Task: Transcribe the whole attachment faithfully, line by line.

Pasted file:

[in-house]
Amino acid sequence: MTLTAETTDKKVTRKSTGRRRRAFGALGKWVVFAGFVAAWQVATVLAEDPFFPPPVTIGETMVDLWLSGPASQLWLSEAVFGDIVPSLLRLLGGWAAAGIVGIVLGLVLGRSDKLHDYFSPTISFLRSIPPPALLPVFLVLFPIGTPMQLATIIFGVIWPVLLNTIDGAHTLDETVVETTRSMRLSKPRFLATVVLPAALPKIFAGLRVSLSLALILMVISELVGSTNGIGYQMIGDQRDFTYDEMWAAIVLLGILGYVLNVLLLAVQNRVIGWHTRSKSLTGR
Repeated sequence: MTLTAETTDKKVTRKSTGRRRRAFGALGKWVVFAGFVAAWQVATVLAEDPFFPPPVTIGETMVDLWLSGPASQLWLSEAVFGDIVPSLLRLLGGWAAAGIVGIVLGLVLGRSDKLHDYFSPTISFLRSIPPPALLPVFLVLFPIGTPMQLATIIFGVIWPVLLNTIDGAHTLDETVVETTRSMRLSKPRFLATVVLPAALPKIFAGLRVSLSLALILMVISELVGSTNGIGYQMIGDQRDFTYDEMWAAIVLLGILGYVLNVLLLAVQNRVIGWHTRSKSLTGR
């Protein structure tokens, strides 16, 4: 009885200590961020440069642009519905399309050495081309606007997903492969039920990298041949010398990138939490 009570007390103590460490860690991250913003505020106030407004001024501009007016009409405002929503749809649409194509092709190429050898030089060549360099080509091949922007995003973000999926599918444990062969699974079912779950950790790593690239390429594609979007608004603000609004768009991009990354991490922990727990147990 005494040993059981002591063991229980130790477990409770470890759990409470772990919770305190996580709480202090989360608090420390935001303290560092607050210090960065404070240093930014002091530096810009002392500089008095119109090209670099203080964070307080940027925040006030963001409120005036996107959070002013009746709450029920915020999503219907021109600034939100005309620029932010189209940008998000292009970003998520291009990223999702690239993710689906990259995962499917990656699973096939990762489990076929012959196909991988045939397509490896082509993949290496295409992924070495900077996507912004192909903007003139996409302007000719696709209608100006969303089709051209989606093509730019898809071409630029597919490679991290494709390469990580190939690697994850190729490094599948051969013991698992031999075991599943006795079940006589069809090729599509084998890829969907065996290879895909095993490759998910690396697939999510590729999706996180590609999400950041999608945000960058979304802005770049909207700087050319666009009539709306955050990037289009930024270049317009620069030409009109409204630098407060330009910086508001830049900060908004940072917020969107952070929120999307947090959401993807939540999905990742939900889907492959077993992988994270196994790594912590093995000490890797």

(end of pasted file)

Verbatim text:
[in-house]
Amino acid sequence: MTLTAETTDKKVTRKSTGRRRRAFGALGKWVVFAGFVAAWQVATVLAEDPFFPPPVTIGETMVDLWLSGPASQLWLSEAVFGDIVPSLLRLLGGWAAAGIVGIVLGLVLGRSDKLHDYFSPTISFLRSIPPPALLPVFLVLFPIGTPMQLATIIFGVIWPVLLNTIDGAHTLDETVVETTRSMRLSKPRFLATVVLPAALPKIFAGLRVSLSLALILMVISELVGSTNGIGYQMIGDQRDFTYDEMWAAIVLLGILGYVLNVLLLAVQNRVIGWHTRSKSLTGR
Repeated sequence: MTLTAETTDKKVTRKSTGRRRRAFGALGKWVVFAGFVAAWQVATVLAEDPFFPPPVTIGETMVDLWLSGPASQLWLSEAVFGDIVPSLLRLLGGWAAAGIVGIVLGLVLGRSDKLHDYFSPTISFLRSIPPPALLPVFLVLFPIGTPMQLATIIFGVIWPVLLNTIDGAHTLDETVVETTRSMRLSKPRFLATVVLPAALPKIFAGLRVSLSLALILMVISELVGSTNGIGYQMIGDQRDFTYDEMWAAIVLLGILGYVLNVLLLAVQNRVIGWHTRSKSLTGR
């Protein structure tokens, strides 16, 4: 009885200590961020440069642009519905399309050495081309606007997903492969039920990298041949010398990138939490 009570007390103590460490860690991250913003505020106030407004001024501009007016009409405002929503749809649409194509092709190429050898030089060549360099080509091949922007995003973000999926599918444990062969699974079912779950950790790593690239390429594609979007608004603000609004768009991009990354991490922990727990147990 005494040993059981002591063991229980130790477990409770470890759990409470772990919770305190996580709480202090989360608090420390935001303290560092607050210090960065404070240093930014002091530096810009002392500089008095119109090209670099203080964070307080940027925040006030963001409120005036996107959070002013009746709450029920915020999503219907021109600034939100005309620029932010189209940008998000292009970003998520291009990223999702690239993710689906990259995962499917990656699973096939990762489990076929012959196909991988045939397509490896082509993949290496295409992924070495900077996507912004192909903007003139996409302007000719696709209608100006969303089709051209989606093509730019898809071409630029597919490679991290494709390469990580190939690697994850190729490094599948051969013991698992031999075991599943006795079940006589069809090729599509084998890829969907065996290879895909095993490759998910690396697939999510590729999706996180590609999400950041999608945000960058979304802005770049909207700087050319666009009539709306955050990037289009930024270049317009620069030409009109409204630098407060330009910086508001830049900060908004940072917020969107952070929120999307947090959401993807939540999905990742939900889907492959077993992988994270196994790594912590093995000490890797």